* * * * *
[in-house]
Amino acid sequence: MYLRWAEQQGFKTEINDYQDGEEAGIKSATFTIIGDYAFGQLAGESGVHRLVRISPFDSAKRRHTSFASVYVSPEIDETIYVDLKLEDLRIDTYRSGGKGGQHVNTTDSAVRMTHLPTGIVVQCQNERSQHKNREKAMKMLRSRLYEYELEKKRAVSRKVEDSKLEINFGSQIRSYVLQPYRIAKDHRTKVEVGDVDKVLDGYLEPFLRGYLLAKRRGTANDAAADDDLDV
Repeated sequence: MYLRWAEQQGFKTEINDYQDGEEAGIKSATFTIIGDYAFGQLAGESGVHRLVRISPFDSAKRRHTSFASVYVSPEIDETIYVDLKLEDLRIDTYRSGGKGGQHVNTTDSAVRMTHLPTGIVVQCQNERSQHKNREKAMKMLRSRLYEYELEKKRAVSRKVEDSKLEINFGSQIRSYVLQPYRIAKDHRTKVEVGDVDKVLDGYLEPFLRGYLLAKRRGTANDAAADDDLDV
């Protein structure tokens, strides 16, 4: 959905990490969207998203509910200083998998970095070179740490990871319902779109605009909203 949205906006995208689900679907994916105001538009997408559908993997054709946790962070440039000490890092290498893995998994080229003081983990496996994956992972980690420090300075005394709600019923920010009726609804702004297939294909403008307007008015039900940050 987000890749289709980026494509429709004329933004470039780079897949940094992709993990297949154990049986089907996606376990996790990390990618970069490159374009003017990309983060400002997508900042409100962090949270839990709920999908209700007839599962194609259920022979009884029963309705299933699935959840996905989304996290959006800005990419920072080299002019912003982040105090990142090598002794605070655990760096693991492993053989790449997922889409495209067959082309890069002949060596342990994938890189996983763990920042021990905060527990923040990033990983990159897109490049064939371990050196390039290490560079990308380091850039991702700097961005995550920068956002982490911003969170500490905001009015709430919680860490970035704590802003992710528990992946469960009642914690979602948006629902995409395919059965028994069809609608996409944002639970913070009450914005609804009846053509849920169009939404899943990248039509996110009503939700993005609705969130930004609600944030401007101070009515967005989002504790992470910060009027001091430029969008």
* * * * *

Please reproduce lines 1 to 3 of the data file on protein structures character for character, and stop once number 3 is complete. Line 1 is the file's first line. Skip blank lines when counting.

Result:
[in-house]
Amino acid sequence: MYLRWAEQQGFKTEINDYQDGEEAGIKSATFTIIGDYAFGQLAGESGVHRLVRISPFDSAKRRHTSFASVYVSPEIDETIYVDLKLEDLRIDTYRSGGKGGQHVNTTDSAVRMTHLPTGIVVQCQNERSQHKNREKAMKMLRSRLYEYELEKKRAVSRKVEDSKLEINFGSQIRSYVLQPYRIAKDHRTKVEVGDVDKVLDGYLEPFLRGYLLAKRRGTANDAAADDDLDV
Repeated sequence: MYLRWAEQQGFKTEINDYQDGEEAGIKSATFTIIGDYAFGQLAGESGVHRLVRISPFDSAKRRHTSFASVYVSPEIDETIYVDLKLEDLRIDTYRSGGKGGQHVNTTDSAVRMTHLPTGIVVQCQNERSQHKNREKAMKMLRSRLYEYELEKKRAVSRKVEDSKLEINFGSQIRSYVLQPYRIAKDHRTKVEVGDVDKVLDGYLEPFLRGYLLAKRRGTANDAAADDDLDV